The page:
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Microsoft Names CIO As Redmond's Revolving Door Turns Again

Tony Scott was most recently CIO at The Walt Disney Co., and has held high-level posts at General Motors and Bristol-Meyers Squibb.
Ten weeks after it ousted its chief information officer under mysterious circumstances, Microsoft has named a replacement for the position.

The software maker on Thursday tapped veteran IT executive Tony Scott for the open CIO position.

Scott's predecessor, Stuart Scott (no relation), was let go for "violating company policies," Microsoft said in a statement in November. The company has never elaborated.

Tony Scott was most recently CIO at The Walt Disney Co., where he led the mouse house through a major upgrade of its IT systems.

He also was chief technology officer at General Motors under GM CIO Ralph Szygenda, and was operations VP at Bristol-Meyers Squibb.

Scott will report to Microsoft chief operating officer Kevin Turner.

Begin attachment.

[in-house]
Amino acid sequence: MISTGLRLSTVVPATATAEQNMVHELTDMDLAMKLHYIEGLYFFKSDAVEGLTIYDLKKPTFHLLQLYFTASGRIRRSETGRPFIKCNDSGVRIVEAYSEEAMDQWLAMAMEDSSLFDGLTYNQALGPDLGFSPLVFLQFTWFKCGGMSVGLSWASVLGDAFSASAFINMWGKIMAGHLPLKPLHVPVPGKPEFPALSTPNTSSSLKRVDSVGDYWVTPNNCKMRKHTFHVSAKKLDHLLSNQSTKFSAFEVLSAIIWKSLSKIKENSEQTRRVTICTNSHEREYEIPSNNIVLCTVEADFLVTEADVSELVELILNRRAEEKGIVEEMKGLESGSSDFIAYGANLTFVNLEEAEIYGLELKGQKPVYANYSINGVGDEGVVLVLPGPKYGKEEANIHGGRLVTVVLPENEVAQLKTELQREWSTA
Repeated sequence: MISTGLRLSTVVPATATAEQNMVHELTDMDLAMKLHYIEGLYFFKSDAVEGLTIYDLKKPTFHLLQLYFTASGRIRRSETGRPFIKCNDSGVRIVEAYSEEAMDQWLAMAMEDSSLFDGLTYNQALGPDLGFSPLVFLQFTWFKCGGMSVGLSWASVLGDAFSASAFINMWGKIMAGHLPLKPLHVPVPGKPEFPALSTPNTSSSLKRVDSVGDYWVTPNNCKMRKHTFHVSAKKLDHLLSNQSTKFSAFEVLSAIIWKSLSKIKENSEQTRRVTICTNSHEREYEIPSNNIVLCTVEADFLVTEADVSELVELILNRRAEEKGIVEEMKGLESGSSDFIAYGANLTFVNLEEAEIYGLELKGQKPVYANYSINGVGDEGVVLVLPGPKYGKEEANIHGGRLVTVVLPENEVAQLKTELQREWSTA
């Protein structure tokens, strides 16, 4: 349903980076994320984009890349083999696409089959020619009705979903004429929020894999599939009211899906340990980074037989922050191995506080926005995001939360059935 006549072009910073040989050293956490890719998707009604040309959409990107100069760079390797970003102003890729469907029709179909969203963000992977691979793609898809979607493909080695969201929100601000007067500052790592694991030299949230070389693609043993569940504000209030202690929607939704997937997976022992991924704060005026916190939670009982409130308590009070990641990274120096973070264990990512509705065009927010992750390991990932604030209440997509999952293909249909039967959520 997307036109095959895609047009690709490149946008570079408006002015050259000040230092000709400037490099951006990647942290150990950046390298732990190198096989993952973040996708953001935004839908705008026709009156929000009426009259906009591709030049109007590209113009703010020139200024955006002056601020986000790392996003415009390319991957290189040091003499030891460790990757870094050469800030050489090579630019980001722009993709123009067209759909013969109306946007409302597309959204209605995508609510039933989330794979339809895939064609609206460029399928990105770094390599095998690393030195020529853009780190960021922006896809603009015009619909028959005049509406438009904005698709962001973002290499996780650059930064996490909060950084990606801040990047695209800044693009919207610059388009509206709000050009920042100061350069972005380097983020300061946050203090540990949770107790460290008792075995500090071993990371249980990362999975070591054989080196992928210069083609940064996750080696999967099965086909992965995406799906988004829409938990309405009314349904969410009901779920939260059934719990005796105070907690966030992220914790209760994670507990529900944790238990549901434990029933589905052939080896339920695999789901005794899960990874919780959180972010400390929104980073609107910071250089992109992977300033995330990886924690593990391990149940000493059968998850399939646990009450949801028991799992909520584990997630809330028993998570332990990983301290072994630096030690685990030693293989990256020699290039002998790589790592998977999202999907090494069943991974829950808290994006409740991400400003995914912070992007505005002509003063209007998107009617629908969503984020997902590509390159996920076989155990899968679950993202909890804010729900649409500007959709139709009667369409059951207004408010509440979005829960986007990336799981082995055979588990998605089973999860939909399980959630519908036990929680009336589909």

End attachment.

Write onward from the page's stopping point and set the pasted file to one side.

Scott will be tasked not just with keeping Microsoft's internal IT systems humming, but also with using the company's software and providing feedback to product teams, Turner said. "Tony and the IT team will drive our solutions and deployment throughout our enterprise and provide valuable input," Scott said in a statement.

Microsoft recently ported its entire Web site to Windows Server 2008, which will be officially launched next month.

Scott's arrival marks the latest turn of what's become a revolving door executive suite at Microsoft.

In the past two weeks, Microsoft Business Division president Jeff Raikes, mergers and acquisitions chief Bruce Jaffe, and Windows development VP Rob Short have all disclosed plans to leave Microsoft.

And chairman and co-founder Bill Gates has said he will relinquish full time duties at the company in July.

On the incoming front, Microsoft said Raikes will be replaced by former Juniper Networks chief operating officer Stephen Elop.

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